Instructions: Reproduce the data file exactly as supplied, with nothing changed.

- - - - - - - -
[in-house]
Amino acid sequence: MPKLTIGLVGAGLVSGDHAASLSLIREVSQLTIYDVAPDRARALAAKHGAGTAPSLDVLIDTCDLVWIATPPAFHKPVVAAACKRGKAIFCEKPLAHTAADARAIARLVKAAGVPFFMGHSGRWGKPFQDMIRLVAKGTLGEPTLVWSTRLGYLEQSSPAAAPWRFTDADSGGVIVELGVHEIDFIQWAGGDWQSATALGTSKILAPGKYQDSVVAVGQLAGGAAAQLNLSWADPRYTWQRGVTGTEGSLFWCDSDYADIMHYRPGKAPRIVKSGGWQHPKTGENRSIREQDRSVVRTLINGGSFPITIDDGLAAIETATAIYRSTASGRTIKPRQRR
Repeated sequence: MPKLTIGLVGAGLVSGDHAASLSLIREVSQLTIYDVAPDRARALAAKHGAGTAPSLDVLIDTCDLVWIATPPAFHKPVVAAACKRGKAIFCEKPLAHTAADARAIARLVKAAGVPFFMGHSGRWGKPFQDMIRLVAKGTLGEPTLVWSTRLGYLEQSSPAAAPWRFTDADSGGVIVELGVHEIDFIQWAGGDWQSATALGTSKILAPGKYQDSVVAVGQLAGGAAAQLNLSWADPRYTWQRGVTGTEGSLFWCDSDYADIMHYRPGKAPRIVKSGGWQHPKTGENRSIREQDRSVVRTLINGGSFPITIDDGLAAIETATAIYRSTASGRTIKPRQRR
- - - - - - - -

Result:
[in-house]
Amino acid sequence: MPKLTIGLVGAGLVSGDHAASLSLIREVSQLTIYDVAPDRARALAAKHGAGTAPSLDVLIDTCDLVWIATPPAFHKPVVAAACKRGKAIFCEKPLAHTAADARAIARLVKAAGVPFFMGHSGRWGKPFQDMIRLVAKGTLGEPTLVWSTRLGYLEQSSPAAAPWRFTDADSGGVIVELGVHEIDFIQWAGGDWQSATALGTSKILAPGKYQDSVVAVGQLAGGAAAQLNLSWADPRYTWQRGVTGTEGSLFWCDSDYADIMHYRPGKAPRIVKSGGWQHPKTGENRSIREQDRSVVRTLINGGSFPITIDDGLAAIETATAIYRSTASGRTIKPRQRR
Repeated sequence: MPKLTIGLVGAGLVSGDHAASLSLIREVSQLTIYDVAPDRARALAAKHGAGTAPSLDVLIDTCDLVWIATPPAFHKPVVAAACKRGKAIFCEKPLAHTAADARAIARLVKAAGVPFFMGHSGRWGKPFQDMIRLVAKGTLGEPTLVWSTRLGYLEQSSPAAAPWRFTDADSGGVIVELGVHEIDFIQWAGGDWQSATALGTSKILAPGKYQDSVVAVGQLAGGAAAQLNLSWADPRYTWQRGVTGTEGSLFWCDSDYADIMHYRPGKAPRIVKSGGWQHPKTGENRSIREQDRSVVRTLINGGSFPITIDDGLAAIETATAIYRSTASGRTIKPRQRR